When I had to close my practice down due to the combination of reduced reimbursement (despite doing time-based billing for chronic care management in my solo micropractice), my patients were very supportive of my decision. I think most patients do value primary care and wish they could have more but are saddened to see the direction health care is heading. At the same time, they do not understand the payment inequalities for primary care. By holding a strike, this would serve as a wakeup call for patients and policy and lawmakers (hopefully). Although, ethically, physicians tend to shy away any kind of action that would impact our patients, even in the short-term, but if one was to think of the long game and long-term goals, we are not doing ourselves (primary care) and our patients a favor by continuing to be the punching bag for decades and more. Like the grape picker’s strike led by Cesar Chavez, a general strike by primary care physicians will bring our issues to the forefront. Timing it to the anticipated onslaught that is going to happen in 2014 with the ACA where patients will have greater access to care (which I believe is good) and only finding out that primary care is not “ready” to receive them (which I attribute to a lack of insight by our policy makers) will only highlight the plight of primary care physicians and the neglect in our field that has been going on for decades.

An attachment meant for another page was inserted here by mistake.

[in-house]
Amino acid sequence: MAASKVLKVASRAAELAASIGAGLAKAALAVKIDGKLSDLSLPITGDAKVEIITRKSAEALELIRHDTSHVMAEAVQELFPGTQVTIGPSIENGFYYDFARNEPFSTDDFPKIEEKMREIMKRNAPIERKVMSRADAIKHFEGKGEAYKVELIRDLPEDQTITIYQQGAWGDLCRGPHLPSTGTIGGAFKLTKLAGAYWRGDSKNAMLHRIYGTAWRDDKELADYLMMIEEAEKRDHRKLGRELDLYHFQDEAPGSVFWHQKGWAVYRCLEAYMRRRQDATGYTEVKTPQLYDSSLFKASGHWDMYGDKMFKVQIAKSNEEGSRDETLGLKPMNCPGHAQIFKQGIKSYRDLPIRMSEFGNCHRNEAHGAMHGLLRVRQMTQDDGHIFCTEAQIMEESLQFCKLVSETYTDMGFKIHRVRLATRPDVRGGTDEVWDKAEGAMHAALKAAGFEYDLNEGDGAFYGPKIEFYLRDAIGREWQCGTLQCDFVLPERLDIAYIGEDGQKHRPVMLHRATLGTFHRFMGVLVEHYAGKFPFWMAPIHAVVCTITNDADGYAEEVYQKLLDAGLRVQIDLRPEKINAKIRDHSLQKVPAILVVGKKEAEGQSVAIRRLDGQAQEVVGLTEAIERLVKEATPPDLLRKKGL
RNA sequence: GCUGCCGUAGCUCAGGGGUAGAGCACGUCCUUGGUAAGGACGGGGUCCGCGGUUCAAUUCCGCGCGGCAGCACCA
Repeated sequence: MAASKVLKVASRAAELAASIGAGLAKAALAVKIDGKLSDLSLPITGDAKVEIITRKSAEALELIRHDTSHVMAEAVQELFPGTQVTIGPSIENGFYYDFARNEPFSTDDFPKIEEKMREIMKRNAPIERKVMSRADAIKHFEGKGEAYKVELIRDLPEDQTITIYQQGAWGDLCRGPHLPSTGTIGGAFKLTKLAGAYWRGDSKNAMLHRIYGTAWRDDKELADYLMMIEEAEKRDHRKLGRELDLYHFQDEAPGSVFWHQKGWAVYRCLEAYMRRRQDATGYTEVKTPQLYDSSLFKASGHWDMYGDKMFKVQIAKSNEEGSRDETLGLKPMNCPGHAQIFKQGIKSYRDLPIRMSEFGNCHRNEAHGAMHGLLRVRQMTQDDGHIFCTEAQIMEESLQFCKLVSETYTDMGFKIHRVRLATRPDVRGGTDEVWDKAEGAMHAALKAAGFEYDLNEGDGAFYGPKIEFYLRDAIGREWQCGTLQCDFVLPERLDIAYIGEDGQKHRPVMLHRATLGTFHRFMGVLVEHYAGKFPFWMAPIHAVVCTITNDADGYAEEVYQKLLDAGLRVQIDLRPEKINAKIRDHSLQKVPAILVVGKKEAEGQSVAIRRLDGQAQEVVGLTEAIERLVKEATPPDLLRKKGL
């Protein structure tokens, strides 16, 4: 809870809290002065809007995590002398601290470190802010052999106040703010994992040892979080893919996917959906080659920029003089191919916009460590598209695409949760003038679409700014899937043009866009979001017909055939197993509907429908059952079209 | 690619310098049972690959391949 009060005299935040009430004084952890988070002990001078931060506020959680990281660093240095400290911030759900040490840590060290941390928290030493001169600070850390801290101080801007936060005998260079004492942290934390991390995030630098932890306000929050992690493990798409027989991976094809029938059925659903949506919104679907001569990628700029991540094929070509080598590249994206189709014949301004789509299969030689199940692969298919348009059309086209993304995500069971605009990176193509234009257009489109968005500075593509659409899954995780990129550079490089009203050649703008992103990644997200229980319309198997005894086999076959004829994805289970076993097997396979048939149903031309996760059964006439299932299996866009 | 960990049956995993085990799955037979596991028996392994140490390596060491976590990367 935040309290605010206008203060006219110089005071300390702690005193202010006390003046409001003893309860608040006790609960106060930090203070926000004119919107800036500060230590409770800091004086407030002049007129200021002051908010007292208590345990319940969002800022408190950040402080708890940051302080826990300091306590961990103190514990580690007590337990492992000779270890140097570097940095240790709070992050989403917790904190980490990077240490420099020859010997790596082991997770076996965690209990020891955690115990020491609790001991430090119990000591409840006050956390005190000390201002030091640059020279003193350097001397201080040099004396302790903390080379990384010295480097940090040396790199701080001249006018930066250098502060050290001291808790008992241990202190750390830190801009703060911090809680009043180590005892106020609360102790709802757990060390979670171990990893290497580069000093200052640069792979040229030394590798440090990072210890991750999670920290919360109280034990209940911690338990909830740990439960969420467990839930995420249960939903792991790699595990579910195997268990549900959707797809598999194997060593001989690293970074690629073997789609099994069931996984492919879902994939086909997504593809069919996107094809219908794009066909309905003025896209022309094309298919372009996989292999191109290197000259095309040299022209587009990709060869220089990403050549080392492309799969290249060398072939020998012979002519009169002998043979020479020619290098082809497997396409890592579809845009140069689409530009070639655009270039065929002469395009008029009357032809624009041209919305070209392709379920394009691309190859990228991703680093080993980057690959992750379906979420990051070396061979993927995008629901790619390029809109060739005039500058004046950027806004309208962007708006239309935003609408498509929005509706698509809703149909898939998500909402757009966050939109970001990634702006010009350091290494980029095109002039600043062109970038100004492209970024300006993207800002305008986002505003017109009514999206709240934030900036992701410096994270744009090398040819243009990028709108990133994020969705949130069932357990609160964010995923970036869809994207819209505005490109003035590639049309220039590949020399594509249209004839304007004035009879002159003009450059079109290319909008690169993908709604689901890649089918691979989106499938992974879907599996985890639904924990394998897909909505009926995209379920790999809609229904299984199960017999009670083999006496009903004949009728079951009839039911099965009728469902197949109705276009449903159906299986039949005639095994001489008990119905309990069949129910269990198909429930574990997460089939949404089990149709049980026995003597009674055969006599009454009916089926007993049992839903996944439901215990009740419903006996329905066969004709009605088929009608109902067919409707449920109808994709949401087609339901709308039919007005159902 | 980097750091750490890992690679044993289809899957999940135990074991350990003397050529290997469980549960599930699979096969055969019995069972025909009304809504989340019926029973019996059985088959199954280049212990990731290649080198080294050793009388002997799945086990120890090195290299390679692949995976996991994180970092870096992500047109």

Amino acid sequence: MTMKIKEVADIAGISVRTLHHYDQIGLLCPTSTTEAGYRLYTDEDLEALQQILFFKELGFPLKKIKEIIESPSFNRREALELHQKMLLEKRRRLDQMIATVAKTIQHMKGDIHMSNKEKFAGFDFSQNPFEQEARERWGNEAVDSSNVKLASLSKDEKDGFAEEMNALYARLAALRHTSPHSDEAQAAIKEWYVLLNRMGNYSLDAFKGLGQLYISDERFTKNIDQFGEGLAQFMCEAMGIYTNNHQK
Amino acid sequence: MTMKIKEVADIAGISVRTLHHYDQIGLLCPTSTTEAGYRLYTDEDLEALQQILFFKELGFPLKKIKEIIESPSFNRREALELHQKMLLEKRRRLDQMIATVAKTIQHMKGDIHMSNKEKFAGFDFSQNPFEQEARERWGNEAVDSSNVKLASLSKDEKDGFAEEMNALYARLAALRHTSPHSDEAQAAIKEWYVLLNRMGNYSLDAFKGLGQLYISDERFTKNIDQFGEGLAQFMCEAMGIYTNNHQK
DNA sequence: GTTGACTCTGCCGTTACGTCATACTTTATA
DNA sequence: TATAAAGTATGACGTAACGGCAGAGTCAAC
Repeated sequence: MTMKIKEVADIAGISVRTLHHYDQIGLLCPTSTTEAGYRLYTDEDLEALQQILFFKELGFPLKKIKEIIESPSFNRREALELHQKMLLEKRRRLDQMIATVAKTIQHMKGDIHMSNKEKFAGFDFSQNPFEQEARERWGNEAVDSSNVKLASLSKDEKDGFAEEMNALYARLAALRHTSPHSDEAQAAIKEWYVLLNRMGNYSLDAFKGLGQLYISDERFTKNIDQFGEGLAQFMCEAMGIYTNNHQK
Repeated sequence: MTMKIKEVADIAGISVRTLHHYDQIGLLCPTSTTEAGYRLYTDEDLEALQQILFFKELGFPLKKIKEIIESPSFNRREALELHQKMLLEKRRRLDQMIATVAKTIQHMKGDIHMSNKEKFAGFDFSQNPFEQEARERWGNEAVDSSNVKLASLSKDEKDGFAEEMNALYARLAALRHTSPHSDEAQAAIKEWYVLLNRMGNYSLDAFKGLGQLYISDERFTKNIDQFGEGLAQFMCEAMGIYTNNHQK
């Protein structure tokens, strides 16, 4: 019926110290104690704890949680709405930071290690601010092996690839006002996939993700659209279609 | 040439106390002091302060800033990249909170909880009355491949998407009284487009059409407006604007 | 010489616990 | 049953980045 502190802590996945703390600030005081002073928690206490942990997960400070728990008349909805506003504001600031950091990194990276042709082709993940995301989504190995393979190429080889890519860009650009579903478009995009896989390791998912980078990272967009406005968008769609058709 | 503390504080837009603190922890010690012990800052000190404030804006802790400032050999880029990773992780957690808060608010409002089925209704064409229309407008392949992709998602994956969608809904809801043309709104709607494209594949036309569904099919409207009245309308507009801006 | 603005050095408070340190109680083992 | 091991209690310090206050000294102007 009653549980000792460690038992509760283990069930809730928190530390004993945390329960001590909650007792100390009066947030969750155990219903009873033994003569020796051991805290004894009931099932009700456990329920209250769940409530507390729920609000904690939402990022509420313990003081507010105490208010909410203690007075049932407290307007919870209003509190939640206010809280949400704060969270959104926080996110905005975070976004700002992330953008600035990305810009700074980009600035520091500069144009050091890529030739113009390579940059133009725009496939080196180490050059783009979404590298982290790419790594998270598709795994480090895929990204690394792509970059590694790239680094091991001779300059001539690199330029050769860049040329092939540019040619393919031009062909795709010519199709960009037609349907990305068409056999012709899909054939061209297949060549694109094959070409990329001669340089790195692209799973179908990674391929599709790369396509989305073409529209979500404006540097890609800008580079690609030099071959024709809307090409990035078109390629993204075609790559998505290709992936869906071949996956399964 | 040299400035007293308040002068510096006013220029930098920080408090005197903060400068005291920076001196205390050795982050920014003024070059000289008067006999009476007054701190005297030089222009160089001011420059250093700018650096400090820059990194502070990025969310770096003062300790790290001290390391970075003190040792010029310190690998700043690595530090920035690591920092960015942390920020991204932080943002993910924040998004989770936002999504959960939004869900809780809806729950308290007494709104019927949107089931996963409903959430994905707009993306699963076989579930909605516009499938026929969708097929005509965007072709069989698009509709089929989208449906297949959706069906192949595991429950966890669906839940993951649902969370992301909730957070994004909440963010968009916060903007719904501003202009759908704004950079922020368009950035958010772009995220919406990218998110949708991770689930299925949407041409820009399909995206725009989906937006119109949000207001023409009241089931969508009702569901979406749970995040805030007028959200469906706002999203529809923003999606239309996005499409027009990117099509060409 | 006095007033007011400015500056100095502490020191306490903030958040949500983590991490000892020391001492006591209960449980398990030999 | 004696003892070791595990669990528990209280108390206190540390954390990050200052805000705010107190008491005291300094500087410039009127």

• Simon Sikorski MD

    Look, doctors are not obligated to see patients that: don’t pay copays, refuse to be educated, refuse to follow treatment programs, show up late, complain, or come from referrals that are not qualified to benefit from treatment. All of HMCOE marketing clients receive training on how to prioritize patients and look at EMR data about physician referrals. Let me know if you’d like to receive a copy of our last report – Why are Doctors Struggling

Most Popular